9 reasons to turn your patio, terrace or garden into an urban garden

urban garden

We have always associated the idea of ​​a garden with the countryside, with a city, with the rural environment, but not with cities. A concept that has evolved in recent years, The idea that in big cities there is no space or that you cannot have a garden has been banished, now you have many possibilities to have a cheap garden in your own home.

In recent years, many people who are committed to the environment and who still want to have a healthy diet, have changed their minds and got to work, generating their own growing spaces in the city, harvesting their own food in a sustainable way and promote a healthier lifestyle in your community.

The reasons for starting with your own urban garden can be many:

  1. Grow 100% natural food, without harmful pesticides. Being able to harvest fresh produce without having been manipulated in the marketing chain. You will eat in a healthier way and also, when you taste its flavor you will not want to try another one. When you grow your own food, your relationship with food becomes totally different. The habit of planting and harvesting encourages people to eat healthier, valuing natural options, which are very nutritious.
  2. reconnect with nature. A garden makes your contact with and respect for nature much more intense.
  3. we can get that our home is a nicer and healthier place.
  4. It’s easy. Contrary to what you might think, having a small vegetable garden on your terrace or in your garden is easier than you think.
  5. it’s rewarding. Growing, cultivating, harvesting and eating your own food is one of the most rewarding activities we can experience.
  6. You save money. Growing your own food will save you money on your supermarket purchase. Also, if you have a lawn, the amount of water you need to use to maintain it is a pretty big expense. A packet of seeds is very inexpensive and hundreds of plants can germinate.
  7. Think about the people around you, your family or your community, the values ​​to which you can contribute if they have an urban garden nearby. If you have a community nearby that grows its own food, it is possible to trade, buy, and sell goods. This practice ends up favoring the development of the economy and new local businesses. You can save the sense of community and mutual help between neighbors.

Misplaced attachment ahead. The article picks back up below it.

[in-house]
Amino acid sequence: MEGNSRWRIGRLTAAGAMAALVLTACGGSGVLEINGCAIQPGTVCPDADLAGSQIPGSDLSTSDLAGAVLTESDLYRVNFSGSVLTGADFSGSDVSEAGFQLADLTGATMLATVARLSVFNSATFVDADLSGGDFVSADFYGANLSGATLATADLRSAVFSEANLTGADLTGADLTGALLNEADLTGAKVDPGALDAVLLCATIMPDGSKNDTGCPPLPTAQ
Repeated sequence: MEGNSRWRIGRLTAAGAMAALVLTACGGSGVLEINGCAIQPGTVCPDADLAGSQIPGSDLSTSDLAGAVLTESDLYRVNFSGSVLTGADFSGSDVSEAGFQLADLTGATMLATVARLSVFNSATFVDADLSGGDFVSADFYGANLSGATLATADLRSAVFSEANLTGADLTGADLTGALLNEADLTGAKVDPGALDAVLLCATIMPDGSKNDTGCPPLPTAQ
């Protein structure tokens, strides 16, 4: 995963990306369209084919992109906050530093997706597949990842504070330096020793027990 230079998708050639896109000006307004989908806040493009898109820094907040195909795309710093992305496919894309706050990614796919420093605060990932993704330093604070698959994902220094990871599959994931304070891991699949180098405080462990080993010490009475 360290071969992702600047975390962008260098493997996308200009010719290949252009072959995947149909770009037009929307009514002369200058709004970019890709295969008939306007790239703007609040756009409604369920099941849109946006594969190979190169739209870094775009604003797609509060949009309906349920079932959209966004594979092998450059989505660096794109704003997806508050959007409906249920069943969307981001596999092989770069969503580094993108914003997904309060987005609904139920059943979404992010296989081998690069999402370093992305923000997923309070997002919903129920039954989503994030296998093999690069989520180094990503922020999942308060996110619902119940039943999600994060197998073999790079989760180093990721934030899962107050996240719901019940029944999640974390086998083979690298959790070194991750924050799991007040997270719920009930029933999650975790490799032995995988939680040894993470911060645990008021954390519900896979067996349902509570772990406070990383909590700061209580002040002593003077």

8. You find the natural cycles. By being in contact with plants we will realize how dependent they are on the cycles of the year. We feel again the importance of spring, the difference between summer and winter and the abundance of autumn.
  9. Improves the efficiency of food production and land use. Large-scale intensive agriculture has many negative factors. Loss of soil productivity in monoculture cases is one. Therefore, producing in the backyard allows the decentralization of production, helps to preserve the soil, reduces the carbon footprint that food leaves between the producer and the final consumer, encourages the creation of shops and independent producers, decreases the quantity of discarded containers and more.

the The current concept of the urban garden is based on taking advantage of the cultivation techniques of yesteryear but concentrating all our harvest in small spaces.. Today there are a lot of materials with which we can enjoy any little corner of our house, a roof terrace, a terrace, a balcony and even a window. We just need a place in our house with 5-6 hours of direct light per day.

mini garden

In the urban garden you can grow a wide variety of vegetables, from eggplants, garlic, chard, onions, cucumbers, lettuce, spinach, tomatoes, lettuce, radishes and a long etcetera, depending on the installation we have.

cultivation table

If I convinced you and you don’t know where to start, you can take a good example from Australia Angelo Elias capable of producing 250 kg of food in their 60 square meter garden, or Dennis and Danielle McClung who have turned their swimming pool into a self-sufficient vegetable garden, or the Dervaes family who produce 2,700 kg of food on 400 square meters, or Luke Keegan who have transformed their lawn into a fantastic urban garden, or Peter Curtis who has become a real guru of urban gardens, or the Asturian Toni Frito who surprises us every week with his articles.

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